Side hustling is the art and science of working on a passion project that also makes money. This could be anything from your woodworking hobby to helping other new Seattleites navigate the city, and setting up a tiny business to support that problem, project, or cause. Full time jobs that feel meaningless can gain new meaning as the way to fund a side project that you care very much about, brings you joy, or creates a real impact in the world.

5. Become a philanthropist
Others choose to embrace the method of earning as much money as possible, in order to use that money to drive their passion and mission outside of work. You might join nonprofit boards, or fund startups you think are doing incredible and meaningful work, or contribute to social ventures and causes that you see are making a true impact. Using the excess money that comes from your high paying job on efforts like this can be a way to reframe your work as impactful, even if the day to day tasks don’t feel that way. Sometimes it’s a matter of perspective, in knowing that the hours you put in indirectly fund the efforts you drive with your dollars.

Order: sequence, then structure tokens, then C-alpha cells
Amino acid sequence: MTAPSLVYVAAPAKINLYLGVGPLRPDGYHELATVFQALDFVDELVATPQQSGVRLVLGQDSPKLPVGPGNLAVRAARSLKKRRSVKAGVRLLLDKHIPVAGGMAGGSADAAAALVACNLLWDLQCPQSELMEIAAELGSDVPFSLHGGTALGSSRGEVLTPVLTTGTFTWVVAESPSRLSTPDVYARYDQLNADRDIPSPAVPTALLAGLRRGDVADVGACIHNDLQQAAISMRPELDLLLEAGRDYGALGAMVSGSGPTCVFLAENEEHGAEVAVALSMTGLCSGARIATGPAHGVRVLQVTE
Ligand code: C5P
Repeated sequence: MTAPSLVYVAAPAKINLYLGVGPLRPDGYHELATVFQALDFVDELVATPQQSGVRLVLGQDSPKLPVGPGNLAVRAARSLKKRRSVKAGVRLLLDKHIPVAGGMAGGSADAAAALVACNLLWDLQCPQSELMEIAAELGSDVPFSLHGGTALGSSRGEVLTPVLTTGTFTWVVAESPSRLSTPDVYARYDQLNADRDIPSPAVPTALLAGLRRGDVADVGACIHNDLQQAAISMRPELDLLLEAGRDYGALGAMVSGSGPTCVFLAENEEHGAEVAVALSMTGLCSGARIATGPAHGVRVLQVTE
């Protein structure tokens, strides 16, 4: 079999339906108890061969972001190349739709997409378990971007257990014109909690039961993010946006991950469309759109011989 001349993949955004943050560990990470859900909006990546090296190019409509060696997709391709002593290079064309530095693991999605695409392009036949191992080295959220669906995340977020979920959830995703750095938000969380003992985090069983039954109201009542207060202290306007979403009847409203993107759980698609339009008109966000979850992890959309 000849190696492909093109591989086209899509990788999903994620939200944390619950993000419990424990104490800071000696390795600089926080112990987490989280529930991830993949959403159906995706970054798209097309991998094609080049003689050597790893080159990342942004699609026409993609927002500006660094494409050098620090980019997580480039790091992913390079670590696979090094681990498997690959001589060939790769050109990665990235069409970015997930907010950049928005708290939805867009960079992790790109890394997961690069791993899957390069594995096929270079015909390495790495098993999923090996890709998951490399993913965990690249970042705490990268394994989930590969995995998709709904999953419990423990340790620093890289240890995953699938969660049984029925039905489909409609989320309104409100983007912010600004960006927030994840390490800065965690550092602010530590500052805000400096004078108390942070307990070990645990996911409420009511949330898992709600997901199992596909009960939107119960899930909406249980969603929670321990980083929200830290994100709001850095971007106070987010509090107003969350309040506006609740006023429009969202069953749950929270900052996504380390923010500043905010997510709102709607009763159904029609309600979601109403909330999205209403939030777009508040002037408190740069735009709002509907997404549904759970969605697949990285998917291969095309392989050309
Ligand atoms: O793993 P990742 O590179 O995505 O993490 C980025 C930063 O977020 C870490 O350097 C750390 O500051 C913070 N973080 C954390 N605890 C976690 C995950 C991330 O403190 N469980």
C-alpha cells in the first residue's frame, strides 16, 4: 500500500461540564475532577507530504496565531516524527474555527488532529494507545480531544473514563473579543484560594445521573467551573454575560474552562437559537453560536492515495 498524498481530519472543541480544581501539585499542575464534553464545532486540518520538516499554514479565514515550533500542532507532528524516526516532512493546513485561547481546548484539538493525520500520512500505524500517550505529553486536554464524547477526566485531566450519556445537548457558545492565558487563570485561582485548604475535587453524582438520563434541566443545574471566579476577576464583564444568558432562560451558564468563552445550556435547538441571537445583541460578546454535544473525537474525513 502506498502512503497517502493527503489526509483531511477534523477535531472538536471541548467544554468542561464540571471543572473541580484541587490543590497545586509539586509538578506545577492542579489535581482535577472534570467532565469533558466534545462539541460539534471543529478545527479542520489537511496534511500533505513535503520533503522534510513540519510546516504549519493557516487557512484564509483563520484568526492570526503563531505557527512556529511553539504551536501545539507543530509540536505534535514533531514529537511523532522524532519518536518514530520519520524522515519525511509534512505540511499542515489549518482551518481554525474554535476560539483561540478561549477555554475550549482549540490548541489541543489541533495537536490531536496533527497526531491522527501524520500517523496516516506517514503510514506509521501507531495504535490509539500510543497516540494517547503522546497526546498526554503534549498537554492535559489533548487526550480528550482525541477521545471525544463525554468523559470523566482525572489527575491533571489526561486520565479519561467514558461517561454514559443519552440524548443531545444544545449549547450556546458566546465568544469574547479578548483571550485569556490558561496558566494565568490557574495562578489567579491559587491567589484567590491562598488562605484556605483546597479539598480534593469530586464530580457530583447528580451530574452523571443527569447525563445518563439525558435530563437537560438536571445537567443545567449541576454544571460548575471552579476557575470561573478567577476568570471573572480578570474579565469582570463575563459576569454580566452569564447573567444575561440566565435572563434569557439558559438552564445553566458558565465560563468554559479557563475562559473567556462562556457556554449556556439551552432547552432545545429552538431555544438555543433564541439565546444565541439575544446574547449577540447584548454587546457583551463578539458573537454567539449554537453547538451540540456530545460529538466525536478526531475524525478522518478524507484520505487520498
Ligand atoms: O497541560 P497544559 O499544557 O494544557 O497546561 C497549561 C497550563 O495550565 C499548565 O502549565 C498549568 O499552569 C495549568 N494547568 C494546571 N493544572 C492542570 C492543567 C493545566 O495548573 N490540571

So how will you increase your impact? Whether you choose to “bloom where planted”, start something new on the side, or find a new more meaningful role, you have options. And no excuse to wallow in a role that feels meaningless.

Need help managing your career? Get in touch with me here!

Janet Matta

Janet Matta

In 2014 I quit my perfectly good job to move to Australia, because I just HAD to. It had been on my bucket list for 30 years, and there wasn't a good time, so, no time like the present would do, really! I moved back to Seattle in 2016, but since my move to Australia and back, I've also run a business (careerjanet.com) and held a variety of other roles in universities and ed tech companies, fixing young professionals' career crises. I've become a bit of an expert at navigating the early career decision making minefield, and I love to write! I maintain a blog at careerjanet.com, provide advising and classes for young professionals, and also consult for companies and nonprofits on education, career, and the future of work. Bonus: I also work out of Atlas Workbase! ๐Ÿ™‚ I'm on LinkedIn here: linked.com/in/janetmatta
Janet Matta